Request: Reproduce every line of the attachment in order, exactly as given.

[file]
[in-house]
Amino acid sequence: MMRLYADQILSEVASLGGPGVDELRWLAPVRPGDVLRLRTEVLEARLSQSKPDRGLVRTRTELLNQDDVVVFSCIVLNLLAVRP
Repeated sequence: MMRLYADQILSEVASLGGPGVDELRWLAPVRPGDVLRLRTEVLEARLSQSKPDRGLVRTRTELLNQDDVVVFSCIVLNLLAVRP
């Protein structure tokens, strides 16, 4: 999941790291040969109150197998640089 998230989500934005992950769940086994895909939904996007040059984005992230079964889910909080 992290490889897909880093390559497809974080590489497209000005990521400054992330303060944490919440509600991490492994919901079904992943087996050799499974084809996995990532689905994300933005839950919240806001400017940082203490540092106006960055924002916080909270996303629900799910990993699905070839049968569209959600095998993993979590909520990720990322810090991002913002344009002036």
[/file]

[in-house]
Amino acid sequence: MMRLYADQILSEVASLGGPGVDELRWLAPVRPGDVLRLRTEVLEARLSQSKPDRGLVRTRTELLNQDDVVVFSCIVLNLLAVRP
Repeated sequence: MMRLYADQILSEVASLGGPGVDELRWLAPVRPGDVLRLRTEVLEARLSQSKPDRGLVRTRTELLNQDDVVVFSCIVLNLLAVRP
């Protein structure tokens, strides 16, 4: 999941790291040969109150197998640089 998230989500934005992950769940086994895909939904996007040059984005992230079964889910909080 992290490889897909880093390559497809974080590489497209000005990521400054992330303060944490919440509600991490492994919901079904992943087996050799499974084809996995990532689905994300933005839950919240806001400017940082203490540092106006960055924002916080909270996303629900799910990993699905070839049968569209959600095998993993979590909520990720990322810090991002913002344009002036």